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Easily work with the Twitter Streaming API in a Laravel app

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Twitter provides a streaming API with which you can do interesting things such as listening for tweets that contain specific strings or actions a user might take (e.g. liking a tweet, following someone,...). This package makes it very easy to work with the API.

->whenHears('#laravel', function(array $tweet) {
    echo "{$tweet['user']['screen_name']} tweeted {$tweet['text']}";

Here's an example Laravel application with the package pre-installed. It contains an artisan command to kick off the listening process.

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You can install the package via composer:

composer require spatie/laravel-twitter-streaming-api

You must install this service provider.

// config/app.php
'providers' => [

This package also comes with a facade, which provides an easy way to call the class.

// config/app.php
'aliases' => [
    'TwitterStreamingApi' => Spatie\LaravelTwitterStreamingApi\TwitterStreamingApiFacade::class,

The config file must be published with this command:

php artisan vendor:publish --provider="Spatie\LaravelTwitterStreamingApi\TwitterStreamingApiServiceProvider" --tag="config"

It will be published in config/laravel-twitter-streaming-api.php

return [

     * To work with Twitter's Streaming API you'll need some credentials.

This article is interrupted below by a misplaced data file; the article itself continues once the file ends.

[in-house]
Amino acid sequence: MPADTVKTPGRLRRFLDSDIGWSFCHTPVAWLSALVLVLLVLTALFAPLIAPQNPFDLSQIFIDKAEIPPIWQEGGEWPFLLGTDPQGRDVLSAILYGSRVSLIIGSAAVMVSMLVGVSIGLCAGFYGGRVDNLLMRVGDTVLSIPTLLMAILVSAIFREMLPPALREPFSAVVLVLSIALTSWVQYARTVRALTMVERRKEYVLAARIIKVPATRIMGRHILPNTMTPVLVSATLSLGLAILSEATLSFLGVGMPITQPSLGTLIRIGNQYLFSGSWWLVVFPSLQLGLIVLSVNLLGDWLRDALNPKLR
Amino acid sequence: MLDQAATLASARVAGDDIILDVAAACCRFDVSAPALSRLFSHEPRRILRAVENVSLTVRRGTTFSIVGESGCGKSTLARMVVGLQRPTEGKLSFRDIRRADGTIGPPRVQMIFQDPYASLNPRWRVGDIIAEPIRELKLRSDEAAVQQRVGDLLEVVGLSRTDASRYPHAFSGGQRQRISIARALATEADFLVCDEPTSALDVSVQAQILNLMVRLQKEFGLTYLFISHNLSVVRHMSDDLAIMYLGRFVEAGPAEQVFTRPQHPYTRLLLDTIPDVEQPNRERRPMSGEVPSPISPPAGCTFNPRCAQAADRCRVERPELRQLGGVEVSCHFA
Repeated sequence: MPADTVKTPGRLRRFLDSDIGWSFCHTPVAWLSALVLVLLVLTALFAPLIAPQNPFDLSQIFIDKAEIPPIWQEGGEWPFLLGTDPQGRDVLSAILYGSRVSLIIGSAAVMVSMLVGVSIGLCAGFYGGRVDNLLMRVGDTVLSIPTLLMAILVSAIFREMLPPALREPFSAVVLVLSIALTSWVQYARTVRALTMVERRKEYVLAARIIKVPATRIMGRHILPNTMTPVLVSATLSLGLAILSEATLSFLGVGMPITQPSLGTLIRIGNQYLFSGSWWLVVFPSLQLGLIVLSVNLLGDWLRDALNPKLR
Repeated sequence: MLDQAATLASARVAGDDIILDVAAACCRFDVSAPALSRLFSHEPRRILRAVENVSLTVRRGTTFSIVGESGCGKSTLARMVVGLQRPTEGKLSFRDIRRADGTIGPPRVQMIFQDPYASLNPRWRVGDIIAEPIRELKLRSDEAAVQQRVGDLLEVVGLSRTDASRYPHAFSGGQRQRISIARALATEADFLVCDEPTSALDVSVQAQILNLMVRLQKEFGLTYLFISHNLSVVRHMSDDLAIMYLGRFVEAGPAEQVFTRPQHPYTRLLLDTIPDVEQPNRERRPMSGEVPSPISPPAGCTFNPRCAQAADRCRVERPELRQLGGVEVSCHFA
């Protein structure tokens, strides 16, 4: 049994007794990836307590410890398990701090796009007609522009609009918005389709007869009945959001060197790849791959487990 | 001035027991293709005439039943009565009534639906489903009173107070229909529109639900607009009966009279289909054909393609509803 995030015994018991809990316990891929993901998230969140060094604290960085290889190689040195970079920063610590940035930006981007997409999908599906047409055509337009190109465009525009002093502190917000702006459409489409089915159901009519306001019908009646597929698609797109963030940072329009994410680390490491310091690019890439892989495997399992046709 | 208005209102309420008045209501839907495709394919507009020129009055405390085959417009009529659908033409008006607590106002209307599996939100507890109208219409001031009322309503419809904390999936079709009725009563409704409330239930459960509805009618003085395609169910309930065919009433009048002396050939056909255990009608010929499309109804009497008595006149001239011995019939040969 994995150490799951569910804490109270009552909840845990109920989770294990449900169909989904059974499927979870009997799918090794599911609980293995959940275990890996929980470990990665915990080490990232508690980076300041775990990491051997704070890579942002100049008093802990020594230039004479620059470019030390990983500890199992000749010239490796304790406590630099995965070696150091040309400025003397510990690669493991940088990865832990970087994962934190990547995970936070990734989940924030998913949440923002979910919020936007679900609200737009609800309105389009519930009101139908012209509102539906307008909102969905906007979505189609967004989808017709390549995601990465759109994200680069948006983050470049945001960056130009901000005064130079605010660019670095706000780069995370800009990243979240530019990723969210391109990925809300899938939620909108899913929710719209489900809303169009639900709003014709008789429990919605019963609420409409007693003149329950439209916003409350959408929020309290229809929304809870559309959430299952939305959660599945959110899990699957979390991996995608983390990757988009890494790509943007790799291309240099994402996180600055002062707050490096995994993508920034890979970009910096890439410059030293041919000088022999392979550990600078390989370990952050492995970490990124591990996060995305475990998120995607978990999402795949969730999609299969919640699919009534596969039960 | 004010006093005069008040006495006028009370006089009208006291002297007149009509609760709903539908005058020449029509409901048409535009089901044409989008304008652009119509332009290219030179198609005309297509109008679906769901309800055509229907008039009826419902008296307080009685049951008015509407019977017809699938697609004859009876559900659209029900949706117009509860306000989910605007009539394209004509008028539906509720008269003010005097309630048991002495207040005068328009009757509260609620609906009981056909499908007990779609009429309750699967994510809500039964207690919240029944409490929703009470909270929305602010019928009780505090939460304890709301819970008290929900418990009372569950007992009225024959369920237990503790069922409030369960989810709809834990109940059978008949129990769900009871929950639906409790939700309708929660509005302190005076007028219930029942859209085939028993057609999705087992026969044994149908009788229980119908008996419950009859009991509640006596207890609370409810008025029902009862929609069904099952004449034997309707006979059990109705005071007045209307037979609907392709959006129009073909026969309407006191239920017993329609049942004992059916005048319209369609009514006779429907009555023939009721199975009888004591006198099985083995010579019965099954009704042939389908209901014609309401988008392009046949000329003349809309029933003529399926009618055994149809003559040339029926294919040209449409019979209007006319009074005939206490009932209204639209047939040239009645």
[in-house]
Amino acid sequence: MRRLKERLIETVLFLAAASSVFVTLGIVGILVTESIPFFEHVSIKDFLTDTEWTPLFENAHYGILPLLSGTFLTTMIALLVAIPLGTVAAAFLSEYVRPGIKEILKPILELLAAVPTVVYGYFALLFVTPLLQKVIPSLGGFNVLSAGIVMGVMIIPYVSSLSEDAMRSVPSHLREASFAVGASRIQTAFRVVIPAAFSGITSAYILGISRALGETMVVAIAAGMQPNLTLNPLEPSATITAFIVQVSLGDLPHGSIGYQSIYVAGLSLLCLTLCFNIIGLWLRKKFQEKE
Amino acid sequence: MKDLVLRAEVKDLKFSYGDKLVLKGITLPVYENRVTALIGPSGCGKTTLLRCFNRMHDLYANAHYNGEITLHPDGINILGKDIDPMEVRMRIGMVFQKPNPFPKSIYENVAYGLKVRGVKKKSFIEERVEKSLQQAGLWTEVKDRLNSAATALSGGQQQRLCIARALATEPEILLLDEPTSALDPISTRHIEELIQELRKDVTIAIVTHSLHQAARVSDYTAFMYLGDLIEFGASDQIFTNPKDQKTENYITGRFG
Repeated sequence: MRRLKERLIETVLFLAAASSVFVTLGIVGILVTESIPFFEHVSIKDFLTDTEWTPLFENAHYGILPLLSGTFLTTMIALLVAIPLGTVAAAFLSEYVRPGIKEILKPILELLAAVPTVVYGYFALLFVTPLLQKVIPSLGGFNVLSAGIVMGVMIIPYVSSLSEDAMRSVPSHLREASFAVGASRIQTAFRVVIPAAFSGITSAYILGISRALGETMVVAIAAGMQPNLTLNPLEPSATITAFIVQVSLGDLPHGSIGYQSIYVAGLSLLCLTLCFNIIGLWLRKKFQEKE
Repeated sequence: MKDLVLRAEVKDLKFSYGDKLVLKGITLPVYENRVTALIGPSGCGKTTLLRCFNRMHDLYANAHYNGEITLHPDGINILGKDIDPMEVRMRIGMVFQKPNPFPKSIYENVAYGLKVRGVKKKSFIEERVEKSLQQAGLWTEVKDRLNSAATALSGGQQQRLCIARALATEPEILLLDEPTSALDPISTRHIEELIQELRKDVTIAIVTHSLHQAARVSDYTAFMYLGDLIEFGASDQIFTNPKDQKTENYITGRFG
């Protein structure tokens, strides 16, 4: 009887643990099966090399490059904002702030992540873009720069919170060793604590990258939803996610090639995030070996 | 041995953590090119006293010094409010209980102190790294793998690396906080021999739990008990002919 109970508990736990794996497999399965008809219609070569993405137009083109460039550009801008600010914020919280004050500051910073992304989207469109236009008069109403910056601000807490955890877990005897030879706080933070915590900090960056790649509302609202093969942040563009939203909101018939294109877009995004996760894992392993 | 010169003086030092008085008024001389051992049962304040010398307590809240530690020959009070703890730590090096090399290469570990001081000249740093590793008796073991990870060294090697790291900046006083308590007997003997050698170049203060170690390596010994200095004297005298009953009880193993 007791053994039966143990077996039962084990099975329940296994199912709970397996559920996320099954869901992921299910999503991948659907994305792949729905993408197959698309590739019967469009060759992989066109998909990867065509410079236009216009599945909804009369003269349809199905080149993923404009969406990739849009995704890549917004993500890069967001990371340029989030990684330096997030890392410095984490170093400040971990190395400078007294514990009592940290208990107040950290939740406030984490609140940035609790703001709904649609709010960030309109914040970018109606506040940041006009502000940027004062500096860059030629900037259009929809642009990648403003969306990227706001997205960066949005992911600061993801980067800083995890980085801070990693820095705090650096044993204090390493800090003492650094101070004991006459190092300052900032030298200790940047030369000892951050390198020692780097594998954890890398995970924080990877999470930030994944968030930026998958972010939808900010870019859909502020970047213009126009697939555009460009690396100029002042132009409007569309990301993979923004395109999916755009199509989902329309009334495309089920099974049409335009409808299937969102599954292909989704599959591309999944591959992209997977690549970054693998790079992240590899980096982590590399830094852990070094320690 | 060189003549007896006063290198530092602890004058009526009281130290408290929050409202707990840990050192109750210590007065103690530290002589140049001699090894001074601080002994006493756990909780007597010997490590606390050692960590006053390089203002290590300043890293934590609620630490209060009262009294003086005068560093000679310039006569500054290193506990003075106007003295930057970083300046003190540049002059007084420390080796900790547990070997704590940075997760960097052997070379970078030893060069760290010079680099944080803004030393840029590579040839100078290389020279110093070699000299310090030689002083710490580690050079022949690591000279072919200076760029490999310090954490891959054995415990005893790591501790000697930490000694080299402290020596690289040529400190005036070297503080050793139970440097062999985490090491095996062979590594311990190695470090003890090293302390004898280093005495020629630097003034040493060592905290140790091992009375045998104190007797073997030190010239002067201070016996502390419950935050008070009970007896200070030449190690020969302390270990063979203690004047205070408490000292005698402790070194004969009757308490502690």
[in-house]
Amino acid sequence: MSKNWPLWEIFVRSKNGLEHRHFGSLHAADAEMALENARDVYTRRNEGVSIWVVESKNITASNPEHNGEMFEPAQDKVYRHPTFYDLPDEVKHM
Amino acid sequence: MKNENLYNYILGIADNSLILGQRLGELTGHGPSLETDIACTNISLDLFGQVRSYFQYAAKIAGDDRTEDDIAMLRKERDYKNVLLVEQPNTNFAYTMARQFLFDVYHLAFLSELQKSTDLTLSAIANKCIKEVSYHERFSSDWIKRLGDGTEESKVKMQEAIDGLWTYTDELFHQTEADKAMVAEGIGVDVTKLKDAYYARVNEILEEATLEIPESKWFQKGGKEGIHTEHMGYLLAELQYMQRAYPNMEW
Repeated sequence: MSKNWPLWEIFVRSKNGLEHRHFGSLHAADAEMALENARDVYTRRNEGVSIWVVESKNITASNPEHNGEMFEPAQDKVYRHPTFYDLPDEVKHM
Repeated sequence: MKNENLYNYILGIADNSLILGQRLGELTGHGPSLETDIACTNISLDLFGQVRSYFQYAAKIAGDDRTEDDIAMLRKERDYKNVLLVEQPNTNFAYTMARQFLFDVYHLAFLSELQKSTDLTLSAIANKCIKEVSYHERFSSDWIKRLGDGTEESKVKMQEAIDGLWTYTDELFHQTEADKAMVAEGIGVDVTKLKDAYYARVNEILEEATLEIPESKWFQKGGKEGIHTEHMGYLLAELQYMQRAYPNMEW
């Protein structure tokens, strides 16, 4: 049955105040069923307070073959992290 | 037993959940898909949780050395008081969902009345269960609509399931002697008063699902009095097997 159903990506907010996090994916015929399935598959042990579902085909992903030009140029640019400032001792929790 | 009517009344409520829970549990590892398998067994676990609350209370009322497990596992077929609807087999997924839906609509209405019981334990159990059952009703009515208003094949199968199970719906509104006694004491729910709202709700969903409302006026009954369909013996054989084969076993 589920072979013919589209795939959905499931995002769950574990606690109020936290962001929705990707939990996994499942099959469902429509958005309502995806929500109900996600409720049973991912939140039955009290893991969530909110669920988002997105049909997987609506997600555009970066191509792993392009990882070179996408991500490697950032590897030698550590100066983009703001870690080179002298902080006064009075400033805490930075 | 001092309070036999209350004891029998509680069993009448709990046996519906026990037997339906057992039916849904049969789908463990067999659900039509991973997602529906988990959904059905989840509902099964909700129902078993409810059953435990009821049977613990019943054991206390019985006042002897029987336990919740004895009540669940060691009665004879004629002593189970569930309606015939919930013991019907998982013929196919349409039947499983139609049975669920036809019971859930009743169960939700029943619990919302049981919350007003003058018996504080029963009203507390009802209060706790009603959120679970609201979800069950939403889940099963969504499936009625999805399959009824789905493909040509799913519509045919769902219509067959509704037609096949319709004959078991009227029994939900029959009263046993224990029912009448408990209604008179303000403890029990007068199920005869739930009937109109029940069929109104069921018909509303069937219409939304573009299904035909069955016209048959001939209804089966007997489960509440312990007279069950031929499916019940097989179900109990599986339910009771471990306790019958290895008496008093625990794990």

* If you don't have credentials yet, head over to

    'access_token' => env('TWITTER_ACCESS_TOKEN'),

    'access_token_secret' => env('TWITTER_ACCESS_TOKEN_SECRET'),

    'consumer_key' => env('TWITTER_CONSUMER_KEY'),

    'consumer_secret' => env('TWITTER_CONSUMER_SECRET'),

Getting credentials

In order to use this package you'll need to get some credentials from Twitter. Head over to the Application management on Twitter to create an application.

Once you've created your application, click on the Keys and access tokens tab to retrieve your consumer_key, consumer_secret, access_token and access_token_secret.

Keys and access tokens tab on Twitter


Currently, this package works with the public stream and the user stream. Both the PublicStream and UserStream classes provide a startListening function that kicks of the listening process. Unless you cancel it your PHP process will execute that function forever. No code after the function will be run.

In the example below a facade is used. If you don't like facades you can replace them with


The public stream

The public stream can be used to listen for specific words that are being tweeted.

The first parameter of whenHears must be a string or an array containing the word or words you want to listen for. The second parameter should be a callable that will be executed when one of your words is used on Twitter.

use TwitterStreamingApi;

->whenHears('#laravel', function(array $tweet) {
    echo "{$tweet['user']['screen_name']} tweeted {$tweet['text']}";

The user stream

use TwitterStreamingApi;

->onEvent(function(array $event) {
    if ($event['event'] === 'favorite') {
        echo "Our tweet {$event['target_object']['text']} got favorited by {$event['source']['screen_name']}";

Suggestion on how to run in a production environment

When using this in production you could opt to create an artisan command to listen for incoming events from Twitter. You can use Supervisord to make sure that command is running all the time.

A word to the wise

These APIs work in realtime, so they could report a lot of activity. If you need to do some heavy work processing that activity it's best to put that work in a queue to keep your listening process fast.


Please see CHANGELOG for more information what has changed recently.


$ composer test


Please see CONTRIBUTING for details.


If you discover any security related issues, please email instead of using the issue tracker.



The MIT License (MIT). Please see License File for more information.

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